Maryland Bog Turtles Yield Some Surprises
Throughout 6 weeks in May and June, Chesapeake Bay Field Office biologist, Lelie Gerlich, led volunteer surveys to confirm the
presence of bog turtles (Clemmys (Glyptemys) muhlenbergii) in Maryland wetlands.
Male bog turtle. Photo by Leslie Gerlich, USFWS
At only about 4 inches long, the bog turtle is one of North America's smallest turtles. This federally threatened species lives in a mosaic of open, sunny, springfed wetlands and scattered dry areas. Sunny open areas provide the warmth needed to regulate the turtle's body temperature and incubate its eggs, while soft muddy areas allow turtles to escape from predators and extreme temperatures.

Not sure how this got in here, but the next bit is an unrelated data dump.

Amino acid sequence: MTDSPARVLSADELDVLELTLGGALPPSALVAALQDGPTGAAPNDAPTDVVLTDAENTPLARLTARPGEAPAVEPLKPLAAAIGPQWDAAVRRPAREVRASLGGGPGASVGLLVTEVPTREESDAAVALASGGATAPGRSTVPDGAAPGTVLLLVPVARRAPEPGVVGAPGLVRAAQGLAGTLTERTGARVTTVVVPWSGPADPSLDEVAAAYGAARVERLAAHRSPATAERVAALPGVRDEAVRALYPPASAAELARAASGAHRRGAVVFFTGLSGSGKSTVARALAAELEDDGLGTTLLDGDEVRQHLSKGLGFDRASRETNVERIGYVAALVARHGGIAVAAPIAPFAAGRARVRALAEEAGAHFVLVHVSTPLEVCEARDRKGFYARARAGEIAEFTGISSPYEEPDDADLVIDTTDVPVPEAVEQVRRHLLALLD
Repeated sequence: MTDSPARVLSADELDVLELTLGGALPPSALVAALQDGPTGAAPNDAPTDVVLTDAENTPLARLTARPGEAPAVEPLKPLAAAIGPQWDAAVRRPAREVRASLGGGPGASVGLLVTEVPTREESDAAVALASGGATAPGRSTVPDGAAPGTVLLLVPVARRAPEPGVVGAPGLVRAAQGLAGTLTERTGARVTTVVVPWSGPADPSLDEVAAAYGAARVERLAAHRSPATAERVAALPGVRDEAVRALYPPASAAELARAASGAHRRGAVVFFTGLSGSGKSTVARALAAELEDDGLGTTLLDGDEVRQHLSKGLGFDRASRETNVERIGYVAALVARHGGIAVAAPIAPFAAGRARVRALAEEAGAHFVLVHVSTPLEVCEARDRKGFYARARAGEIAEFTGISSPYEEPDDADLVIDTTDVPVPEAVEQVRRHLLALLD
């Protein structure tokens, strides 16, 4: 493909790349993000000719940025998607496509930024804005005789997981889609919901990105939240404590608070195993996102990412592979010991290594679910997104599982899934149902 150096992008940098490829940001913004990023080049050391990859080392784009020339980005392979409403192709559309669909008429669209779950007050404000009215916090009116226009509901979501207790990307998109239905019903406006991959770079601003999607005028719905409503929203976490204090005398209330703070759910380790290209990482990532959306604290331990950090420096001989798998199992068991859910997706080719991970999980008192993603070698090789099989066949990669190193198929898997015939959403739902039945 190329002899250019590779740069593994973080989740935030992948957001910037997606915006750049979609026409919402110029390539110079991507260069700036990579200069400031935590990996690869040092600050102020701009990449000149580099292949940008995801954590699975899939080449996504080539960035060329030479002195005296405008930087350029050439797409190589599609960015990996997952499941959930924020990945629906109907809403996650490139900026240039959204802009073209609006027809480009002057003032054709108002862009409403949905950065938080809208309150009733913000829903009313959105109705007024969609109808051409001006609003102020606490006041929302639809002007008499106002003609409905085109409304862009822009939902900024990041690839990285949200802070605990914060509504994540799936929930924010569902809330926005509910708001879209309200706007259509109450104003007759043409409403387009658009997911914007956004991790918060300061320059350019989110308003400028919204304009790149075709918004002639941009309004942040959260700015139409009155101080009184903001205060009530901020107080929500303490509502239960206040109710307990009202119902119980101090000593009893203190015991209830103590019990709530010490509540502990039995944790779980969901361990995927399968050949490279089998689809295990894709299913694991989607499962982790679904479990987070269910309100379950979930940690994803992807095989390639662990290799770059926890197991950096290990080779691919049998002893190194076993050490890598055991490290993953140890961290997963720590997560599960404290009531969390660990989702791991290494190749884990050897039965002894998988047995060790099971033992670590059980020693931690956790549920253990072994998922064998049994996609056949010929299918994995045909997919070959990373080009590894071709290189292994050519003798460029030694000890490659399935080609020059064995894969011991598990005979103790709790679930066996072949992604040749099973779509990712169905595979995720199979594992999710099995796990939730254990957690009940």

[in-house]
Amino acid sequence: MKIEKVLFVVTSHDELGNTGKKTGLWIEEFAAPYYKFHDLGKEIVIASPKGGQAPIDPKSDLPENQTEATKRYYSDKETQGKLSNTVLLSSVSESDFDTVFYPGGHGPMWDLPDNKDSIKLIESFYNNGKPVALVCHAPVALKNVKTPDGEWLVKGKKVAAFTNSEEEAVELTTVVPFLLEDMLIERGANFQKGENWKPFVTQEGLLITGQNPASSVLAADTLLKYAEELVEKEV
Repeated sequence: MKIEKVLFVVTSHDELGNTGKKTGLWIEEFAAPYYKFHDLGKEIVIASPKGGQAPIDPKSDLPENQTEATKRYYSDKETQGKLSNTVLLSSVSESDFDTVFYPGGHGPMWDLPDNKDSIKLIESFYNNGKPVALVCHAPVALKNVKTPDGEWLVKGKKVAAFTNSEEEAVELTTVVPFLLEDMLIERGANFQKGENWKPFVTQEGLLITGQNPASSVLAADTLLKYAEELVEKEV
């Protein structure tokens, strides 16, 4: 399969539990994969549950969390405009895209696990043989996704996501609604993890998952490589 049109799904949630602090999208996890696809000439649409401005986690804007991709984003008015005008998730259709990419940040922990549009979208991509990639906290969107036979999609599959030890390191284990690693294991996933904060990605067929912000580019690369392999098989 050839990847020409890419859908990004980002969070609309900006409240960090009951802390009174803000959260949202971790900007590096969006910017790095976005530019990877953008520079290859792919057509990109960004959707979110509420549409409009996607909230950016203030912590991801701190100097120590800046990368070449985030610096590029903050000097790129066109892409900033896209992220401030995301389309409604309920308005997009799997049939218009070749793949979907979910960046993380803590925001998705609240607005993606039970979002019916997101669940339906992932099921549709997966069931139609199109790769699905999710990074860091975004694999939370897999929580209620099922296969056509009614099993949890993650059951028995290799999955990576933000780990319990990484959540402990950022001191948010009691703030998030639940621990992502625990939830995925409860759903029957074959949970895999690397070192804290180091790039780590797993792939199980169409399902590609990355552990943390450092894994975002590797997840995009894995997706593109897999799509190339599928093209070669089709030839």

Volunteers from Maryland and five other states assisted in the effort. Eighteen known bog turtle wetlands were visited and 51 bog turtles were found. But this year’s survey also contained some surprises. One bog turtle captured was estimated to 30+ years old, hatchling turtles were found at two sites, and bog turtles were confirmed at four sites where they hadn’t been observed for 10+ years.
The bog turtle searchers collected morphology data, including size, weight and sex on the turtles prior to returning each to its wetland home. This information will be added to a database maintained by the Maryland Department of Natural Resources containing 20 years of bog turtle survey data.
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July 26, 2013